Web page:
Centern Stories: Week 4 with Natalie

Last week, I worked with middle school youth from Eastside Baptist Church (Marietta, GA) at week three of five of the Rosemont Community Interfaith Coalition’s summer camp. Each day, we heard a different parable of Jesus, sang songs, learned math, read stories, played field games, and did arts and crafts together.

“I’m not a bad kid. I’m a good kid. They’re calling me a ‘bad kid,’” is what a third grader said to me after he was sent away for almost getting into a fight with an older camper. I hadn’t called him a “bad kid,” I’d only asked why his day wasn’t going well as this was the second time I had to pull him out of our group that day. I assured him that I knew he wasn’t a bad kid and that God loves him no matter what.

This made me think of other labels we give humans and spaces in the world. “Bad neighborhood,” “rough city,” and “dangerous people” are all labels I’ve heard people use to describe Baltimore. These voices haven’t gotten to know Baltimore the way its citizens know Baltimore. Most of these voices haven’t even set foot in Baltimore.

At camp, we got to work alongside leaders in the Rosemont neighborhood who recognize the good people, good resources, and good potential that already exist. Furthermore, these leaders represent faith communities that likely would have never organically worked together if it were not for the coalition they have formed. Regardless of theological differences and preferred praise styles, these leaders and the groups which they represent love this city and love their neighborhood.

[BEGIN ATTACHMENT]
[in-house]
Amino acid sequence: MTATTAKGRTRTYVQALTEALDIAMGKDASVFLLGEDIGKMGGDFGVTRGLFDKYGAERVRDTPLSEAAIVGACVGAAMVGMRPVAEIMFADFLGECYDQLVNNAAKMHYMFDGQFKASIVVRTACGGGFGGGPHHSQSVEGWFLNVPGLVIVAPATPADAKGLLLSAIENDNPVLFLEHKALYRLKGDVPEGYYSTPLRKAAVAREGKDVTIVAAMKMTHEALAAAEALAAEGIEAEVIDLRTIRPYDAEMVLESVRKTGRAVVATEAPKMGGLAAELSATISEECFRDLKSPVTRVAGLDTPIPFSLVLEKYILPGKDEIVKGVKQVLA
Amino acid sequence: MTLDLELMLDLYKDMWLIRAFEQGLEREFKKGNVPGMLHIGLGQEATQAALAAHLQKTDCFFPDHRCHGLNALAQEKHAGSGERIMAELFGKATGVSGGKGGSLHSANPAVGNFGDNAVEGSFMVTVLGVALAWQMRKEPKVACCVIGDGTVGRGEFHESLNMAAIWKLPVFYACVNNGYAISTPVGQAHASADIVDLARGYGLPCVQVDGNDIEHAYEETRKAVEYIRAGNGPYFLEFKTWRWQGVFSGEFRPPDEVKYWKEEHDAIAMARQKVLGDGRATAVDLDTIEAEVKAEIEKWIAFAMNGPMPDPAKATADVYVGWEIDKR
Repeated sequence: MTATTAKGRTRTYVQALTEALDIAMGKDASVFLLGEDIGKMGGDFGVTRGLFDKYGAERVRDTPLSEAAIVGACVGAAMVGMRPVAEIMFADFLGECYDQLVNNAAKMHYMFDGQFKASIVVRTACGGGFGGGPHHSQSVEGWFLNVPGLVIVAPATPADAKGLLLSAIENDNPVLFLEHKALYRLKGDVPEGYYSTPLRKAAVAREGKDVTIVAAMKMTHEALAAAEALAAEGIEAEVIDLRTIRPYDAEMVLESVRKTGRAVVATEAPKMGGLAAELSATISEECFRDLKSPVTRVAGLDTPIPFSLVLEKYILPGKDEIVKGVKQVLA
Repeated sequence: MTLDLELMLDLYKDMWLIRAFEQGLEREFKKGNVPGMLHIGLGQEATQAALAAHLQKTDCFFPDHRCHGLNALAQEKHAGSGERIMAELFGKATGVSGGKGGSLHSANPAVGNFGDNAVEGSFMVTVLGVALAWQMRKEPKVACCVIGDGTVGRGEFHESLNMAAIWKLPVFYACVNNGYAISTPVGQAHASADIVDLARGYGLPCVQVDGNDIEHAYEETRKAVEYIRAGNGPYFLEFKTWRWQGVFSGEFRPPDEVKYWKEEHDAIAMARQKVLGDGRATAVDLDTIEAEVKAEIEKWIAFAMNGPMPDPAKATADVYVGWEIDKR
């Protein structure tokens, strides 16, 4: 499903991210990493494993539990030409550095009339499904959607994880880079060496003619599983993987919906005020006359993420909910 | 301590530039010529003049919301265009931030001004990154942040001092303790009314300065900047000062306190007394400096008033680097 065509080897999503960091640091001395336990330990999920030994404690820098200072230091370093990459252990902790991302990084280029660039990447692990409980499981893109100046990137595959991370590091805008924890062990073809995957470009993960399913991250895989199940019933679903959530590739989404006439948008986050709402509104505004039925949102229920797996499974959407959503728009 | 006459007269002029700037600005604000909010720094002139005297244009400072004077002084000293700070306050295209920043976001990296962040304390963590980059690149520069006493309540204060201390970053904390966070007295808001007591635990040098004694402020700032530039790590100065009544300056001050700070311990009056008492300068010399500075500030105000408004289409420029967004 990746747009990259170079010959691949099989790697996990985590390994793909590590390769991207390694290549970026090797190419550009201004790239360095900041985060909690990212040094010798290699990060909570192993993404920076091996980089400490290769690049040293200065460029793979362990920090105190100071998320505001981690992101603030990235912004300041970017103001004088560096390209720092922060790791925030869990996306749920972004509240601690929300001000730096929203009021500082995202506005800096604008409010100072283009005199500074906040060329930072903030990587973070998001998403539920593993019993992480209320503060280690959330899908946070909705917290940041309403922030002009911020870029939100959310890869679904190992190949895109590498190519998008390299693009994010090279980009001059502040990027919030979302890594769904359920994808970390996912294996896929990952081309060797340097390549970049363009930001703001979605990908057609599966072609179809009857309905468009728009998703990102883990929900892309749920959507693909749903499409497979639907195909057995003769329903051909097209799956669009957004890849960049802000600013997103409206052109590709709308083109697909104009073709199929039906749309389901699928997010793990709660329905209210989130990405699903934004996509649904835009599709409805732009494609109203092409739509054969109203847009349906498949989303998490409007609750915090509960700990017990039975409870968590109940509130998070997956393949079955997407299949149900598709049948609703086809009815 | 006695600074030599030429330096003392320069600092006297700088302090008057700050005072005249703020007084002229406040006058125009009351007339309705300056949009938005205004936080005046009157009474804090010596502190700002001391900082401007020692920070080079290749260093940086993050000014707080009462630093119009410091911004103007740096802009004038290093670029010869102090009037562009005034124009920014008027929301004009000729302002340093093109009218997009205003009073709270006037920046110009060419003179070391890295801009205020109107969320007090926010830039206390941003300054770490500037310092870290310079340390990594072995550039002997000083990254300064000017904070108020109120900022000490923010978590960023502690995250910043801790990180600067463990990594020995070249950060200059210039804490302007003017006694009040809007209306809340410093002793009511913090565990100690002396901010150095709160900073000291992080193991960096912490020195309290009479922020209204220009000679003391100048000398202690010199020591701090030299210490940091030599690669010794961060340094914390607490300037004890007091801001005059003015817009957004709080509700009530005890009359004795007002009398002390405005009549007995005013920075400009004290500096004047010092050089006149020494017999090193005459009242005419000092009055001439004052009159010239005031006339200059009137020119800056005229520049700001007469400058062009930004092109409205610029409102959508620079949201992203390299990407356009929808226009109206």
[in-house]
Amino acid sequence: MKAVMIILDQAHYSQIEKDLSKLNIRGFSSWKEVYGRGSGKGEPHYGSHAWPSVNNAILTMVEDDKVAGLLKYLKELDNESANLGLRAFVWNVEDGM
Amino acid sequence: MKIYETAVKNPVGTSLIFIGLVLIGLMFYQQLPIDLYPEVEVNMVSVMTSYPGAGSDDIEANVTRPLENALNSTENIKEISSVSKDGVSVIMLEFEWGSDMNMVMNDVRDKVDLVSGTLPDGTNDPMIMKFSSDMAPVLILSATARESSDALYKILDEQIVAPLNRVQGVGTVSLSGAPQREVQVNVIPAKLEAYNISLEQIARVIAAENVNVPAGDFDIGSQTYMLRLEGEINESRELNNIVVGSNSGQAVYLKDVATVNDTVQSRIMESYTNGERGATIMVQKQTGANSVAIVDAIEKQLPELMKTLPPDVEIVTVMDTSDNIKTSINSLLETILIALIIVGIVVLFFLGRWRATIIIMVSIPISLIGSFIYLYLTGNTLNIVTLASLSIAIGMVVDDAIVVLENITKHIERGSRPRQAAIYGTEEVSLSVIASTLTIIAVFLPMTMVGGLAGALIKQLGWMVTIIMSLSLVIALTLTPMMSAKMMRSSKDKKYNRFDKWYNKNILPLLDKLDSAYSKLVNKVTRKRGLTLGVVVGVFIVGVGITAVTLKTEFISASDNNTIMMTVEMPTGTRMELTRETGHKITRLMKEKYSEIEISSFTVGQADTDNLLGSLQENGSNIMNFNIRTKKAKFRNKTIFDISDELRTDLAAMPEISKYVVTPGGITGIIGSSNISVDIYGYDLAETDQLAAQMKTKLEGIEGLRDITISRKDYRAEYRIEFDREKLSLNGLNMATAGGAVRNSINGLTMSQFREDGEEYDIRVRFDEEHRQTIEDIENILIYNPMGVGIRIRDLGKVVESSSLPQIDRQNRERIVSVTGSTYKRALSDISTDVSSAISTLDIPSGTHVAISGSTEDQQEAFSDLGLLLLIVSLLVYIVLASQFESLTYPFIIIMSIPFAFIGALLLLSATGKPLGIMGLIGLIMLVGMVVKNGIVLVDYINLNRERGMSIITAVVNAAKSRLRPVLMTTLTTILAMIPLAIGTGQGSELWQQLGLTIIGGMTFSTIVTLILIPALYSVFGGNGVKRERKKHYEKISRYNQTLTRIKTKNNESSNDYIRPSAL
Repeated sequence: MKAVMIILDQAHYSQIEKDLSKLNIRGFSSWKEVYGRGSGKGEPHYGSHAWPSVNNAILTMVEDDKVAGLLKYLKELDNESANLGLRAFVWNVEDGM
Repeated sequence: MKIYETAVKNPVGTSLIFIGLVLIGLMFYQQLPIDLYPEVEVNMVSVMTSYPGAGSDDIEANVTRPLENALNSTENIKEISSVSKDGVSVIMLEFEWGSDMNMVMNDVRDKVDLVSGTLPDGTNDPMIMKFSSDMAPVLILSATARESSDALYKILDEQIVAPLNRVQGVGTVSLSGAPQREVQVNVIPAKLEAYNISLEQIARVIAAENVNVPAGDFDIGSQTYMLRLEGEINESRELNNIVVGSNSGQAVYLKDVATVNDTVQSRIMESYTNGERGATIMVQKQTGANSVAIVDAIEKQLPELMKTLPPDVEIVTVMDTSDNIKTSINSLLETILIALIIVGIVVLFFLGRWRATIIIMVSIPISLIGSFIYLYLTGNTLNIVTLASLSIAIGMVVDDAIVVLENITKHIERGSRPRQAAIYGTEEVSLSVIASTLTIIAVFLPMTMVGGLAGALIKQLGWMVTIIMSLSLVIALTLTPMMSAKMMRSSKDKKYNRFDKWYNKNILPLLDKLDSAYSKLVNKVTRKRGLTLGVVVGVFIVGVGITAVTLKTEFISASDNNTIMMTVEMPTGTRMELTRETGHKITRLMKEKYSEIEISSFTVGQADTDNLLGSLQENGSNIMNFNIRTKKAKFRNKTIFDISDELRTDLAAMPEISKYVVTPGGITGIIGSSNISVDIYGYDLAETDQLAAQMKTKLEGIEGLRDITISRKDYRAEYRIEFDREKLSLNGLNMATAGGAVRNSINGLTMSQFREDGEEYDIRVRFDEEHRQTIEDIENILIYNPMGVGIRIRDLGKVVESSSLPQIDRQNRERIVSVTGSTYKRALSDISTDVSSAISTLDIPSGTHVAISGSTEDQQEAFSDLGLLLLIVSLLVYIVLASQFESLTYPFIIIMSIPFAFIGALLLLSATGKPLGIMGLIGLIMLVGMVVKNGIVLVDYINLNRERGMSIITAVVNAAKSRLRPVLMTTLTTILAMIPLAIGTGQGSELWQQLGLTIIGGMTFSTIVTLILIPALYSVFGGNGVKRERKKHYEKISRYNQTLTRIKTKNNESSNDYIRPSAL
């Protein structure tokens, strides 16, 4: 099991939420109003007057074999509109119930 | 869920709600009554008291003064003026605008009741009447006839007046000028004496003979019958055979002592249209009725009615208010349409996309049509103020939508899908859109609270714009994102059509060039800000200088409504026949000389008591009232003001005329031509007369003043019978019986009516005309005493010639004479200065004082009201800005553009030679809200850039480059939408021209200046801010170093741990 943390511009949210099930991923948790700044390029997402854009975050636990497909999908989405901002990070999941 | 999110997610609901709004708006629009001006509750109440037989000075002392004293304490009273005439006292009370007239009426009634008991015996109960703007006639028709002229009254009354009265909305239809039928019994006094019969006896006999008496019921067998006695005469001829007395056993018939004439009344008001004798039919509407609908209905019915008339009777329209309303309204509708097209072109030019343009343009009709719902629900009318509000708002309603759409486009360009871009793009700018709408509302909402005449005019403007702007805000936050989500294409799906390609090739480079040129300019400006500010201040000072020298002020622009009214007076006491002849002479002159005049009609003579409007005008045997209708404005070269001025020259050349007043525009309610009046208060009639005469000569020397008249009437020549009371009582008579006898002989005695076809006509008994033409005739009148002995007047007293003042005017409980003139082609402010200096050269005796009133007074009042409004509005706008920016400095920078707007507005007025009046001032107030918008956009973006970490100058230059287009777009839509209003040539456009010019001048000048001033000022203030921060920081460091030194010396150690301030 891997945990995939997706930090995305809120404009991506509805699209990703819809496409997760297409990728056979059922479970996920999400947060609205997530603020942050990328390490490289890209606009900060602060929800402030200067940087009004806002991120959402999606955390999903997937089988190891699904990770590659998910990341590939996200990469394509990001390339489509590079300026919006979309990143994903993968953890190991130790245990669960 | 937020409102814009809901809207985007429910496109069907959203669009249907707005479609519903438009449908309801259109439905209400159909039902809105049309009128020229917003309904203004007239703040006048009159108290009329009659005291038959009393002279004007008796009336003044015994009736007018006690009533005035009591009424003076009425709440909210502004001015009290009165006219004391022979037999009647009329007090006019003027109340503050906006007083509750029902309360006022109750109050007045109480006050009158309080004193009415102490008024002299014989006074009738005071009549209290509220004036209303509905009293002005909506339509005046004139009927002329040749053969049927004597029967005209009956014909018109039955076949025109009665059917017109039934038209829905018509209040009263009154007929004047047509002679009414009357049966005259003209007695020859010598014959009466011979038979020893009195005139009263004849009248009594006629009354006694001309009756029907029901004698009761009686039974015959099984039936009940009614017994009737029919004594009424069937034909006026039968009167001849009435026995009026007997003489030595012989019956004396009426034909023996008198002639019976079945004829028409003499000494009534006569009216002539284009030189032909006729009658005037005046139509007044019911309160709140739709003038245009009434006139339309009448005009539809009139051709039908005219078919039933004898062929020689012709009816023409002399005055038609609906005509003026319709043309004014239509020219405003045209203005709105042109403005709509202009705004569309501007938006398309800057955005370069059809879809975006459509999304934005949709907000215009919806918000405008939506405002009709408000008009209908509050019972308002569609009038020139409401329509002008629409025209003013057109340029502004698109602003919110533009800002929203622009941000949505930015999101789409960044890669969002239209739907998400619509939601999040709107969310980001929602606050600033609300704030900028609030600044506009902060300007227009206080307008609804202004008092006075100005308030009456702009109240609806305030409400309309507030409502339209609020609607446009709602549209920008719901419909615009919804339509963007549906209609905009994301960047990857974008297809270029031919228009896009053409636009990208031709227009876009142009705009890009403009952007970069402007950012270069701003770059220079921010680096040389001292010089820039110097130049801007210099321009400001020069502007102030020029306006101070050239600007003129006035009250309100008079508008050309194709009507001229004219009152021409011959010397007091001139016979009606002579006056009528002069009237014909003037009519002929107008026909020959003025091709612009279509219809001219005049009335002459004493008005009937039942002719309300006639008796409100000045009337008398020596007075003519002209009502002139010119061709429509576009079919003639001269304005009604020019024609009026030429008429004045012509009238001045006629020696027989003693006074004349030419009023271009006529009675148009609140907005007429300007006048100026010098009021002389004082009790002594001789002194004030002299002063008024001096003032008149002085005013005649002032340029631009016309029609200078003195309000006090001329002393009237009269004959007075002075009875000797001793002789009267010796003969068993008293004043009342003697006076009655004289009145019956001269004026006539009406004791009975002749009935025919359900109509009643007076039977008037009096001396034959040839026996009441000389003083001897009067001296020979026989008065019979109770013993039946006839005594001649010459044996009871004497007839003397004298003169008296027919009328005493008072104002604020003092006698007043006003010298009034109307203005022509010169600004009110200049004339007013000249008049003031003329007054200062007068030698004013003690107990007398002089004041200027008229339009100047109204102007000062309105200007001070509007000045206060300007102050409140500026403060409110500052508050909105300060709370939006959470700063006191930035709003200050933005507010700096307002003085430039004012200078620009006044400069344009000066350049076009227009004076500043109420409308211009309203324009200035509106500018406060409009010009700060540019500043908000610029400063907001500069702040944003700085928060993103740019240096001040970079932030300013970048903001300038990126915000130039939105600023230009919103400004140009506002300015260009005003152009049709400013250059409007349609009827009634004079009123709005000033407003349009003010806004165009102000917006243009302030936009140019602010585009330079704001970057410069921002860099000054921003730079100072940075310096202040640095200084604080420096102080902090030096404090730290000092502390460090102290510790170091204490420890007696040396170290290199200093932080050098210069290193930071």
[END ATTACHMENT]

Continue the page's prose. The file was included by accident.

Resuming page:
One of the many things I have learned while working at The Center is that when we use words like “violent” or “scary” to describe people and places, we put them in a box and the box becomes a system that takes away their potential. This boxing in functions the same way as referring to the third grader as a “bad kid.” Giving him that identity teaches him that all he can amount to is misbehaving and making poor choices. When we take a step back to determine why we perceive a neighborhood as “rough,” we are able to see the pile of factors that contribute to that viewpoint.